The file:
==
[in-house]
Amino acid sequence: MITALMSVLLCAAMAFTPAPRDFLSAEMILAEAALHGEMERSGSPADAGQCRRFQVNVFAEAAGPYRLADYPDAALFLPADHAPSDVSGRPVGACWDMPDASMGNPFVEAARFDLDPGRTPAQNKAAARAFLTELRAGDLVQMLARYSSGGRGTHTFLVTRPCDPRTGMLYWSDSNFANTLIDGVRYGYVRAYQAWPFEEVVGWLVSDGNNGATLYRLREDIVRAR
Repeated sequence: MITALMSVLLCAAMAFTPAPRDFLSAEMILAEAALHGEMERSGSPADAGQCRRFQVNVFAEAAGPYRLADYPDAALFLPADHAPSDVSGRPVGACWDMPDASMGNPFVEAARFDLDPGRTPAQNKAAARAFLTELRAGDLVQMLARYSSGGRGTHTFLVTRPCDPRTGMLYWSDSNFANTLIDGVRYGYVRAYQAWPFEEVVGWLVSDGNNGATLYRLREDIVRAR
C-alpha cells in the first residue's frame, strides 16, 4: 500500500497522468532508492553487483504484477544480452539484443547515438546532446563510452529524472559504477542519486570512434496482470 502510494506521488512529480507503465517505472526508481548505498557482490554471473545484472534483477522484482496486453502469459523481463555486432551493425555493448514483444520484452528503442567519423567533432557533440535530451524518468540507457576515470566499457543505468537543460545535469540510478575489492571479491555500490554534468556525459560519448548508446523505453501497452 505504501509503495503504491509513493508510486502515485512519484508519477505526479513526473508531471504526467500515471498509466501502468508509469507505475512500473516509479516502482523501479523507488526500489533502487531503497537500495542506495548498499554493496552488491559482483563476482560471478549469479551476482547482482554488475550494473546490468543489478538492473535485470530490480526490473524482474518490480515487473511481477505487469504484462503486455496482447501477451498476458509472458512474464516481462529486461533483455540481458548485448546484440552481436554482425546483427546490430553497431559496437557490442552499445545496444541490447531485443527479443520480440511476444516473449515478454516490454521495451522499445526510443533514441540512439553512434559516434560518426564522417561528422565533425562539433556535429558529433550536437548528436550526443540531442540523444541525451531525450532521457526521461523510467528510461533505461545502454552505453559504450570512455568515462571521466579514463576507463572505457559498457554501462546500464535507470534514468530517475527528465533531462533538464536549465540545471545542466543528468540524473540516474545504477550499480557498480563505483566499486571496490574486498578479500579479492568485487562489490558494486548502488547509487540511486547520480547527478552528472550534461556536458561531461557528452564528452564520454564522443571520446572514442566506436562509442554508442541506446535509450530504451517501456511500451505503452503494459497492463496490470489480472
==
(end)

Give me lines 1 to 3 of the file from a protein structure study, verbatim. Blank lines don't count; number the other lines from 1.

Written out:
[in-house]
Amino acid sequence: MITALMSVLLCAAMAFTPAPRDFLSAEMILAEAALHGEMERSGSPADAGQCRRFQVNVFAEAAGPYRLADYPDAALFLPADHAPSDVSGRPVGACWDMPDASMGNPFVEAARFDLDPGRTPAQNKAAARAFLTELRAGDLVQMLARYSSGGRGTHTFLVTRPCDPRTGMLYWSDSNFANTLIDGVRYGYVRAYQAWPFEEVVGWLVSDGNNGATLYRLREDIVRAR
Repeated sequence: MITALMSVLLCAAMAFTPAPRDFLSAEMILAEAALHGEMERSGSPADAGQCRRFQVNVFAEAAGPYRLADYPDAALFLPADHAPSDVSGRPVGACWDMPDASMGNPFVEAARFDLDPGRTPAQNKAAARAFLTELRAGDLVQMLARYSSGGRGTHTFLVTRPCDPRTGMLYWSDSNFANTLIDGVRYGYVRAYQAWPFEEVVGWLVSDGNNGATLYRLREDIVRAR